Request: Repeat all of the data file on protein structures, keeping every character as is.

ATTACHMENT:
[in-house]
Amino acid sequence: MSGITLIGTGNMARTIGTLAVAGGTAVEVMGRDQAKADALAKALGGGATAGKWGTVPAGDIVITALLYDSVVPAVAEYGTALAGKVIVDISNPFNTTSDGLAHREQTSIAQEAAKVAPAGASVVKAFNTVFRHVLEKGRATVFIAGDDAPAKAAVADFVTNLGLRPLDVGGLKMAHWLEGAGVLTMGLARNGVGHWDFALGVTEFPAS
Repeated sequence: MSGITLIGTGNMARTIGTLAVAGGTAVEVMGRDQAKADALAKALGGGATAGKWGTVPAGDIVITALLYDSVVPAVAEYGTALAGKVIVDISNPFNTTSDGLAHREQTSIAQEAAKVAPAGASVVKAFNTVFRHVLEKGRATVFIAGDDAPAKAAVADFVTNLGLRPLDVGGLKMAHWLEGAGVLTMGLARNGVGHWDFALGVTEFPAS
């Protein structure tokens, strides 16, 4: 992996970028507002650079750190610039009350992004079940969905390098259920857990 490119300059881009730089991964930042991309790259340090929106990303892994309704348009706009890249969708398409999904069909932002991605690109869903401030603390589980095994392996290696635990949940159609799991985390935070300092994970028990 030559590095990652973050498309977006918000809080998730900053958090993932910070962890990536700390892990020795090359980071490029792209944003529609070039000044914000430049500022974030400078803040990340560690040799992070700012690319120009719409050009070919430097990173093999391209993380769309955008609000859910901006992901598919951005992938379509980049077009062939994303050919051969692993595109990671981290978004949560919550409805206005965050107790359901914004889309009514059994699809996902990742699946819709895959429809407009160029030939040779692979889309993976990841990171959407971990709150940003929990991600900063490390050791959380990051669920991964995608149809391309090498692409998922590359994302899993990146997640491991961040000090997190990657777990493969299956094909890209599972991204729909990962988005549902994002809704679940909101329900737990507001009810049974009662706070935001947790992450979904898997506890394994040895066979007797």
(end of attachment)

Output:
[in-house]
Amino acid sequence: MSGITLIGTGNMARTIGTLAVAGGTAVEVMGRDQAKADALAKALGGGATAGKWGTVPAGDIVITALLYDSVVPAVAEYGTALAGKVIVDISNPFNTTSDGLAHREQTSIAQEAAKVAPAGASVVKAFNTVFRHVLEKGRATVFIAGDDAPAKAAVADFVTNLGLRPLDVGGLKMAHWLEGAGVLTMGLARNGVGHWDFALGVTEFPAS
Repeated sequence: MSGITLIGTGNMARTIGTLAVAGGTAVEVMGRDQAKADALAKALGGGATAGKWGTVPAGDIVITALLYDSVVPAVAEYGTALAGKVIVDISNPFNTTSDGLAHREQTSIAQEAAKVAPAGASVVKAFNTVFRHVLEKGRATVFIAGDDAPAKAAVADFVTNLGLRPLDVGGLKMAHWLEGAGVLTMGLARNGVGHWDFALGVTEFPAS
């Protein structure tokens, strides 16, 4: 992996970028507002650079750190610039009350992004079940969905390098259920857990 490119300059881009730089991964930042991309790259340090929106990303892994309704348009706009890249969708398409999904069909932002991605690109869903401030603390589980095994392996290696635990949940159609799991985390935070300092994970028990 030559590095990652973050498309977006918000809080998730900053958090993932910070962890990536700390892990020795090359980071490029792209944003529609070039000044914000430049500022974030400078803040990340560690040799992070700012690319120009719409050009070919430097990173093999391209993380769309955008609000859910901006992901598919951005992938379509980049077009062939994303050919051969692993595109990671981290978004949560919550409805206005965050107790359901914004889309009514059994699809996902990742699946819709895959429809407009160029030939040779692979889309993976990841990171959407971990709150940003929990991600900063490390050791959380990051669920991964995608149809391309090498692409998922590359994302899993990146997640491991961040000090997190990657777990493969299956094909890209599972991204729909990962988005549902994002809704679940909101329900737990507001009810049974009662706070935001947790992450979904898997506890394994040895066979007797």